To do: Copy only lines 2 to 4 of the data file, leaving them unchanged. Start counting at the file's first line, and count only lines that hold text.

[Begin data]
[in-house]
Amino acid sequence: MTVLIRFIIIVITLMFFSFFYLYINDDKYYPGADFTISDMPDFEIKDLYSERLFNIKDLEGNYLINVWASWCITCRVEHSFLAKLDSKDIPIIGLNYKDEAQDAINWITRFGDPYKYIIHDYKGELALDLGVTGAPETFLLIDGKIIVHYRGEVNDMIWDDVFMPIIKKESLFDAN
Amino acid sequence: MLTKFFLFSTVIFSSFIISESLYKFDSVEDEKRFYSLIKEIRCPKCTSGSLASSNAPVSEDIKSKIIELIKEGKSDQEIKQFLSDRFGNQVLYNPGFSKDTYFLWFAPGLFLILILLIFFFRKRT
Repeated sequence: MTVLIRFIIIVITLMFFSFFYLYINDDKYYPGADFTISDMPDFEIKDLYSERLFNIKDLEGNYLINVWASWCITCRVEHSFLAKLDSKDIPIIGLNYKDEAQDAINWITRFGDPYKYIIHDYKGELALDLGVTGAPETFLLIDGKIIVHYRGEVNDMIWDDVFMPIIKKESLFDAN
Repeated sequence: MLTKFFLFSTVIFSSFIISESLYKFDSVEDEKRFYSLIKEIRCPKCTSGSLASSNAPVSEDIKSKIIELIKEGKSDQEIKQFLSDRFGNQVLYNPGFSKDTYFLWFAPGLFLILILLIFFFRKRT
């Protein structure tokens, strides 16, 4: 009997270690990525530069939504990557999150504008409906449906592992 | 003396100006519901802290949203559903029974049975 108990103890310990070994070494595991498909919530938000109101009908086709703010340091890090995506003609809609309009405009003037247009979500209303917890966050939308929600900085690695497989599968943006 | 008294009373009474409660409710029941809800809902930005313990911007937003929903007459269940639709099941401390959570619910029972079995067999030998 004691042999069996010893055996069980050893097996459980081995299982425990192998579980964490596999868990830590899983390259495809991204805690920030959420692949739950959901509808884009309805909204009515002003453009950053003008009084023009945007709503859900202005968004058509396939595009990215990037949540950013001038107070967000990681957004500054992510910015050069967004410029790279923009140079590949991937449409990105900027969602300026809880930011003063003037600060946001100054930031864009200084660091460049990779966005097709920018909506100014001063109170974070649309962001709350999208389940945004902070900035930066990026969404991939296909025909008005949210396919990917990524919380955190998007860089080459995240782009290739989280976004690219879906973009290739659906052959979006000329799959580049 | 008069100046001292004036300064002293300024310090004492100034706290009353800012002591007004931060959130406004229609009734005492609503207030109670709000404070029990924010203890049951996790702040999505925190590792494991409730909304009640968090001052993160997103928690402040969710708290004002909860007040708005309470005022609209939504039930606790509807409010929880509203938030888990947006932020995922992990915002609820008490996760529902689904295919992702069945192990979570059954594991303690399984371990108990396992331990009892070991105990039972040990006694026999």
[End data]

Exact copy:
Amino acid sequence: MTVLIRFIIIVITLMFFSFFYLYINDDKYYPGADFTISDMPDFEIKDLYSERLFNIKDLEGNYLINVWASWCITCRVEHSFLAKLDSKDIPIIGLNYKDEAQDAINWITRFGDPYKYIIHDYKGELALDLGVTGAPETFLLIDGKIIVHYRGEVNDMIWDDVFMPIIKKESLFDAN
Amino acid sequence: MLTKFFLFSTVIFSSFIISESLYKFDSVEDEKRFYSLIKEIRCPKCTSGSLASSNAPVSEDIKSKIIELIKEGKSDQEIKQFLSDRFGNQVLYNPGFSKDTYFLWFAPGLFLILILLIFFFRKRT
Repeated sequence: MTVLIRFIIIVITLMFFSFFYLYINDDKYYPGADFTISDMPDFEIKDLYSERLFNIKDLEGNYLINVWASWCITCRVEHSFLAKLDSKDIPIIGLNYKDEAQDAINWITRFGDPYKYIIHDYKGELALDLGVTGAPETFLLIDGKIIVHYRGEVNDMIWDDVFMPIIKKESLFDAN